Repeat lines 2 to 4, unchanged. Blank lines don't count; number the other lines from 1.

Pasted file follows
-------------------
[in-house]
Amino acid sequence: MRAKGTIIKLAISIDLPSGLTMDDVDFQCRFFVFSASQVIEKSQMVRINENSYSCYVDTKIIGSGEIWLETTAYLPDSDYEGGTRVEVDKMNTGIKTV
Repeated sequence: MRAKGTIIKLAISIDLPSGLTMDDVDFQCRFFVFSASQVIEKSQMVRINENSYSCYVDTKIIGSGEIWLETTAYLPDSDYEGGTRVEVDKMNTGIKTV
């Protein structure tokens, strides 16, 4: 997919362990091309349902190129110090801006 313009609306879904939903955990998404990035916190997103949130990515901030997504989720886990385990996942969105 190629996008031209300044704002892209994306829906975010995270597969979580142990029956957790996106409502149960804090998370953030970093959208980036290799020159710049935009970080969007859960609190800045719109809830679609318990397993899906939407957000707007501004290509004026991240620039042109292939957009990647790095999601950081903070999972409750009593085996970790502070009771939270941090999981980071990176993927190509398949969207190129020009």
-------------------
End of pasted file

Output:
Amino acid sequence: MRAKGTIIKLAISIDLPSGLTMDDVDFQCRFFVFSASQVIEKSQMVRINENSYSCYVDTKIIGSGEIWLETTAYLPDSDYEGGTRVEVDKMNTGIKTV
Repeated sequence: MRAKGTIIKLAISIDLPSGLTMDDVDFQCRFFVFSASQVIEKSQMVRINENSYSCYVDTKIIGSGEIWLETTAYLPDSDYEGGTRVEVDKMNTGIKTV
């Protein structure tokens, strides 16, 4: 997919362990091309349902190129110090801006 313009609306879904939903955990998404990035916190997103949130990515901030997504989720886990385990996942969105 190629996008031209300044704002892209994306829906975010995270597969979580142990029956957790996106409502149960804090998370953030970093959208980036290799020159710049935009970080969007859960609190800045719109809830679609318990397993899906939407957000707007501004290509004026991240620039042109292939957009990647790095999601950081903070999972409750009593085996970790502070009771939270941090999981980071990176993927190509398949969207190129020009």